Horses becoming victims of economy

Alyssa Sparacino

Portage County horse owners feel crunch as cost of upkeep empties pockets

Annette Fisher, executive director of Happy Trails Farm Animal Sanctuary, Inc. in Ravenna, pours feed for one the many horses the farm has rescued. The farm, currently filled to capacity, is putting animals on a waiting list to be rescued due to space and

Credit: Ron Soltys

The growing prices of gas, hay and grain are among contributing factors in an economic hardship some horse owners and boarders are beginning to experience, locals in the horse industry said.

Annette Fisher, executive director of Happy Trails Farm Animal Sanctuary Inc., a non-profit organization that rescues and rehabilitates abused, abandoned or neglected animals, said this financial struggle is directly responsible for the elevated amount of calls her business and others like it have received recently.

“I definitely think there’s a link; in fact, we’ve received calls this past week from people who say that they can’t afford to keep their horse,” Fisher said. “It seems to be an epidemic.”

As the executive director of Portage Animal Protective League, Sheila Vandergriff said the business received more than 1,000 calls in 2007 regarding abuse, neglect or abandonment of a variety of types of animals. A noticeable leap from just 360 calls in 2006.

Vandergriff also said the league has recently received more calls regarding horses, particularly after a situation in Brimfield, where five horses were found dead Jan. 9 on the property of the Never Rest Ranch, a boarding facility operating by Diane Silbaugh.

Silbaugh has since been charged with ten second-degree misdemeanor counts of animal cruelty, the latest charge brought against her yesterday.

“Since this all broke, we’ve received numerous calls,” Vandergriff said referring to the Brimfield incident. “It has really been a catalyst.”

In 2007, the league had several cases involving multiple horses at individual properties, Vandergriff said.

“We’ve had quite a few horses this year, and I think it’s all economically driven,” she said.

The cost of care

Vandergriff explained that the Portage Animal Protective League has legal ownership of four rescued horses from the Never Rest Ranch. Because of this, the league is now responsible for the expenses of the animals.

“For two horses alone, the vet bill was over $500,” Vandergriff said.

Fisher said the expenses of caring for a horse, ranging from feeding and grooming to addressing medical needs, can quickly reach into the hundreds of dollars. That does not include the every day expenses that individual owners and boarding facilities incur.

Fisher said with Happy Trails Farm Animal Sanctuary at full capacity, she is feeling the economic weight.

“Hay is between $5 and $6 a bale and depending on the type of horses you have. You go through about a half a bale per day,” she said. Grain can cost up to $12 for a 50-pound bag.

Fisher said several factors contribute to the increase in grain and hay prices.

Hay growers haven’t been able to get their last crop in because of the weather, which is changing sooner than usual, she said. And the continual rise in corn prices and gas prices is directly affecting the price of grain due to production and transportation.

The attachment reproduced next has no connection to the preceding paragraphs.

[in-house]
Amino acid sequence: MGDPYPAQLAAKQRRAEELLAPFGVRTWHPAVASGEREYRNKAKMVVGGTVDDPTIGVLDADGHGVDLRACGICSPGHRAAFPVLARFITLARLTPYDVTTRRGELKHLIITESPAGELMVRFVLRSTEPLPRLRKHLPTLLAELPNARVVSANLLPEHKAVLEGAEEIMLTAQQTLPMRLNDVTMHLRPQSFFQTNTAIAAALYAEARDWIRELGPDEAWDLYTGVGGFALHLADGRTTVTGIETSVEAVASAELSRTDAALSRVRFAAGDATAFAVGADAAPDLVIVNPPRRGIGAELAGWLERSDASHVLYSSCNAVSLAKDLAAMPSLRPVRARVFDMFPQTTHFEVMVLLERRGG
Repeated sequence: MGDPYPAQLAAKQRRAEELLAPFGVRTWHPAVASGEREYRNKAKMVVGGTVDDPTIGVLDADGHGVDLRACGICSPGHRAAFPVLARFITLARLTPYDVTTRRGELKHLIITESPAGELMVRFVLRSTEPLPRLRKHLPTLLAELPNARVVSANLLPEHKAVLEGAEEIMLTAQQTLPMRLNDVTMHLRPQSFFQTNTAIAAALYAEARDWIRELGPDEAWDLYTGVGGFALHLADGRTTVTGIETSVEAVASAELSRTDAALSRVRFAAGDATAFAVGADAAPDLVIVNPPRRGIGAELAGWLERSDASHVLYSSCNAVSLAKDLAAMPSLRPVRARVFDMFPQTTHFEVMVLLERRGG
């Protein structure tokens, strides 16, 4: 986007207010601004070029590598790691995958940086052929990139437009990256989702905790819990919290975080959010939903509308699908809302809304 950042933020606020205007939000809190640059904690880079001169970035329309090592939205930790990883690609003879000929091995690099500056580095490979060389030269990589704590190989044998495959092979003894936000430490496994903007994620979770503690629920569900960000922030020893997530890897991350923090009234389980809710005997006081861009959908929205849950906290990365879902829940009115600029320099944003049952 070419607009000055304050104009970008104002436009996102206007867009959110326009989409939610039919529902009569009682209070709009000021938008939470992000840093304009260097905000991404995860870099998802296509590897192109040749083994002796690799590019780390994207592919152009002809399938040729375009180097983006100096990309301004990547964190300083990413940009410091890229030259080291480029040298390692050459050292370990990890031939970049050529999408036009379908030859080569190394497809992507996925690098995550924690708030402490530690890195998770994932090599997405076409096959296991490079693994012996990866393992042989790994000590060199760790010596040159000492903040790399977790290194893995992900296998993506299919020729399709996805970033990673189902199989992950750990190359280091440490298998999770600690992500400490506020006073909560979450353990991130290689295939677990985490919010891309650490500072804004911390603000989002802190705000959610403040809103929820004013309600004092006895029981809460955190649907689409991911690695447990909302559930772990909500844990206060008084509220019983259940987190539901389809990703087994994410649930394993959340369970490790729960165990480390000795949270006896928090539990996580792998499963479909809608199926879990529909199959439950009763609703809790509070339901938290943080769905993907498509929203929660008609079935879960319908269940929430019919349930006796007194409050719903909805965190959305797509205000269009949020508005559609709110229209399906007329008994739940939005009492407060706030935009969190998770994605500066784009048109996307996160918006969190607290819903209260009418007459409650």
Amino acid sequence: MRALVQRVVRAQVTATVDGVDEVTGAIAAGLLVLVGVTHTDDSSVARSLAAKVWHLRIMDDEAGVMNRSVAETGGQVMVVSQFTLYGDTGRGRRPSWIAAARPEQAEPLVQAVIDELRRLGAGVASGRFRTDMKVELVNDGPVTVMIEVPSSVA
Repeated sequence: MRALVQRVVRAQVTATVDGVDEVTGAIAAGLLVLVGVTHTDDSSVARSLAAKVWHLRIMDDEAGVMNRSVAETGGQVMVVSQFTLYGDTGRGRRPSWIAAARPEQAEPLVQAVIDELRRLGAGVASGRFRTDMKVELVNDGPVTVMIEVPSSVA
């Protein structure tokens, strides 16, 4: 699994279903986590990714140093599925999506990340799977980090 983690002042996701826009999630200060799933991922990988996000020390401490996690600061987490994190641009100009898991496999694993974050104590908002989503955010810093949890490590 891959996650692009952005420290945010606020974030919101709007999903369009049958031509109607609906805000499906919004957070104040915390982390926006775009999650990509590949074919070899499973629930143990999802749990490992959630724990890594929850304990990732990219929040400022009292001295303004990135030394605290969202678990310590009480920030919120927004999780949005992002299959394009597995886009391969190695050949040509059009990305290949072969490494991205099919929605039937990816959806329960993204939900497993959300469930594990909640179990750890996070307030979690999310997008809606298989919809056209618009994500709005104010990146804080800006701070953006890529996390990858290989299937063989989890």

Larry Hannum, owner of Larry’s Stables Inc. in Kent agrees.

He said that his stable is presently at an “all-time high” with the costs incurred from hay, grain and transportation.

“It’s scary to the point where I’m going to have to increase board,” he said.

Speaking to the rise in grain prices, he added “with the corn situation, it’s because farmers are using corn to produce ethanol for fuel used in hybrid cars.”

As long as the price of gas continues to increase affecting transportation costs, it will hurt the horse industry and in turn, the horses, Hannum said.

On the auction block

Another indication of the downfall in the horse market is prevalent at auctions, Vandercliff said.

“Now you have a flood of horses going into the auction,” she said. “I heard someone say you can buy a horse for a dollar, or $25, but no one wants them because you can’t feed them because it’s $7.50 a bale.”

Hannum said that he will only take a horse to auction if it is unruly or injured and is no longer good for riding.

“Some people condemn me for taking them to auction, but I think that’s where they need to go,” he said.

Hannum said that he saw 150 horses go through an auction at a recent visit he made to Sugarcreek. Most, he assumed, were intended for slaughter.

According to an issue briefing from the American Farm Bureau Federation from March 2007, a bill banning equine processing is currently being proposed in the House and Senate. As of March 2007, there was 20 percent representation of the entire Congress sponsoring the bill.

If passed, the Horse Slaughter Prevention Act would prohibit shipping, transporting, moving, delivering, receiving, possessing, purchasing, selling or donation of horses for humane processing for human consumption.

Thurman Mullet, who works at Mt. Hope Auction, owned by his father, said that he hasn’t seen an increase in the number of horses being sold but has seen a definite decrease in their value.

He said he sells about 20 to 40 horses to people he calls “kill buyers,” speaking about buyers who buy the horses from auction and ship them to slaughter houses.

“If that bill would pass, there’s going to be some changes,” he said speaking about the Horse Slaughter Prevention Act. “I’d have 20, 30, 40 horses left in my barn that I wouldn’t be able to feed.”

Contact public affairs reporter Alyssa Sparacino at [email protected].